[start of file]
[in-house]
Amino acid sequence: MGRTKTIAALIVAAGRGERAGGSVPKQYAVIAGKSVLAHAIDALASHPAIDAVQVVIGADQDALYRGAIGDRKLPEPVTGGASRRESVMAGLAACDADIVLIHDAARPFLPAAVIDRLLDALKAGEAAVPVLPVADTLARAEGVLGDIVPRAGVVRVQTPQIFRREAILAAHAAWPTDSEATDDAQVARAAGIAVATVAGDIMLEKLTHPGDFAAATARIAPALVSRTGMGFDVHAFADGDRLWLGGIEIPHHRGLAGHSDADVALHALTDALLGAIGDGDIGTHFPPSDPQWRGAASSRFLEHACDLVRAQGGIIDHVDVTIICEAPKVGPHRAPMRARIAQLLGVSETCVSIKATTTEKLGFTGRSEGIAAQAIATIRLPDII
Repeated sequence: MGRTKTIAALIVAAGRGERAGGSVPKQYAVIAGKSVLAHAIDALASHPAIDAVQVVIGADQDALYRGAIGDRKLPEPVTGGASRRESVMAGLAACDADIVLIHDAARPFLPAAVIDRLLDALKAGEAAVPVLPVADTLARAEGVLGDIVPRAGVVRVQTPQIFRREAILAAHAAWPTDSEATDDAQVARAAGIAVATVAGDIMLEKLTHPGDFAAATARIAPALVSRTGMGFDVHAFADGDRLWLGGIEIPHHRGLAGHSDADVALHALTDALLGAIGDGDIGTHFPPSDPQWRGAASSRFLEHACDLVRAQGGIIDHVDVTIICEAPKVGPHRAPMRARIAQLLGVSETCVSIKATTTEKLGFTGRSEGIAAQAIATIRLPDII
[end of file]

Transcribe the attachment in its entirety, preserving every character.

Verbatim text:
[in-house]
Amino acid sequence: MGRTKTIAALIVAAGRGERAGGSVPKQYAVIAGKSVLAHAIDALASHPAIDAVQVVIGADQDALYRGAIGDRKLPEPVTGGASRRESVMAGLAACDADIVLIHDAARPFLPAAVIDRLLDALKAGEAAVPVLPVADTLARAEGVLGDIVPRAGVVRVQTPQIFRREAILAAHAAWPTDSEATDDAQVARAAGIAVATVAGDIMLEKLTHPGDFAAATARIAPALVSRTGMGFDVHAFADGDRLWLGGIEIPHHRGLAGHSDADVALHALTDALLGAIGDGDIGTHFPPSDPQWRGAASSRFLEHACDLVRAQGGIIDHVDVTIICEAPKVGPHRAPMRARIAQLLGVSETCVSIKATTTEKLGFTGRSEGIAAQAIATIRLPDII
Repeated sequence: MGRTKTIAALIVAAGRGERAGGSVPKQYAVIAGKSVLAHAIDALASHPAIDAVQVVIGADQDALYRGAIGDRKLPEPVTGGASRRESVMAGLAACDADIVLIHDAARPFLPAAVIDRLLDALKAGEAAVPVLPVADTLARAEGVLGDIVPRAGVVRVQTPQIFRREAILAAHAAWPTDSEATDDAQVARAAGIAVATVAGDIMLEKLTHPGDFAAATARIAPALVSRTGMGFDVHAFADGDRLWLGGIEIPHHRGLAGHSDADVALHALTDALLGAIGDGDIGTHFPPSDPQWRGAASSRFLEHACDLVRAQGGIIDHVDVTIICEAPKVGPHRAPMRARIAQLLGVSETCVSIKATTTEKLGFTGRSEGIAAQAIATIRLPDII